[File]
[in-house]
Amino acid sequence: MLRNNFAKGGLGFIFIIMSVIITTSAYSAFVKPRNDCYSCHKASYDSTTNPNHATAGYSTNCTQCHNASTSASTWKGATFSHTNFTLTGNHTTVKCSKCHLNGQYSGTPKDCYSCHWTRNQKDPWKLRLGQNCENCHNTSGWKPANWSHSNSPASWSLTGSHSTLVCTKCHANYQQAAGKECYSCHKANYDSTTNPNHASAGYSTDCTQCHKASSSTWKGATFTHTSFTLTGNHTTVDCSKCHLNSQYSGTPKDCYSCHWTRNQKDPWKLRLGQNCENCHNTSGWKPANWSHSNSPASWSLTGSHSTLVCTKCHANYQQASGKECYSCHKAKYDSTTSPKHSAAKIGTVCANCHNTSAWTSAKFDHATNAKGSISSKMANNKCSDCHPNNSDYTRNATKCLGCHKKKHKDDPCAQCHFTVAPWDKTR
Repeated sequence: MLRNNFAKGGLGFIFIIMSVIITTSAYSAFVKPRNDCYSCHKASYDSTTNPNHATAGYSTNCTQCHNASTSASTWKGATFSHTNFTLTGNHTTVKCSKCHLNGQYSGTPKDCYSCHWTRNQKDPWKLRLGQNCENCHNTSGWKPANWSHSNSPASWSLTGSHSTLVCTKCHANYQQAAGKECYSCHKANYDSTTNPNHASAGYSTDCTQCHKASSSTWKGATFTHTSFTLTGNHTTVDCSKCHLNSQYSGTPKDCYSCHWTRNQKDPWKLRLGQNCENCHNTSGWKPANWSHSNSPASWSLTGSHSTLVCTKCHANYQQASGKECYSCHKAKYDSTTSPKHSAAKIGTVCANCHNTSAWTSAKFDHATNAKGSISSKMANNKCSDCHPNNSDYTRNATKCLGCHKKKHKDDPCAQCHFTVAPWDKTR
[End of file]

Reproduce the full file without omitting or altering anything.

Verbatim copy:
[in-house]
Amino acid sequence: MLRNNFAKGGLGFIFIIMSVIITTSAYSAFVKPRNDCYSCHKASYDSTTNPNHATAGYSTNCTQCHNASTSASTWKGATFSHTNFTLTGNHTTVKCSKCHLNGQYSGTPKDCYSCHWTRNQKDPWKLRLGQNCENCHNTSGWKPANWSHSNSPASWSLTGSHSTLVCTKCHANYQQAAGKECYSCHKANYDSTTNPNHASAGYSTDCTQCHKASSSTWKGATFTHTSFTLTGNHTTVDCSKCHLNSQYSGTPKDCYSCHWTRNQKDPWKLRLGQNCENCHNTSGWKPANWSHSNSPASWSLTGSHSTLVCTKCHANYQQASGKECYSCHKAKYDSTTSPKHSAAKIGTVCANCHNTSAWTSAKFDHATNAKGSISSKMANNKCSDCHPNNSDYTRNATKCLGCHKKKHKDDPCAQCHFTVAPWDKTR
Repeated sequence: MLRNNFAKGGLGFIFIIMSVIITTSAYSAFVKPRNDCYSCHKASYDSTTNPNHATAGYSTNCTQCHNASTSASTWKGATFSHTNFTLTGNHTTVKCSKCHLNGQYSGTPKDCYSCHWTRNQKDPWKLRLGQNCENCHNTSGWKPANWSHSNSPASWSLTGSHSTLVCTKCHANYQQAAGKECYSCHKANYDSTTNPNHASAGYSTDCTQCHKASSSTWKGATFTHTSFTLTGNHTTVDCSKCHLNSQYSGTPKDCYSCHWTRNQKDPWKLRLGQNCENCHNTSGWKPANWSHSNSPASWSLTGSHSTLVCTKCHANYQQASGKECYSCHKAKYDSTTSPKHSAAKIGTVCANCHNTSAWTSAKFDHATNAKGSISSKMANNKCSDCHPNNSDYTRNATKCLGCHKKKHKDDPCAQCHFTVAPWDKTR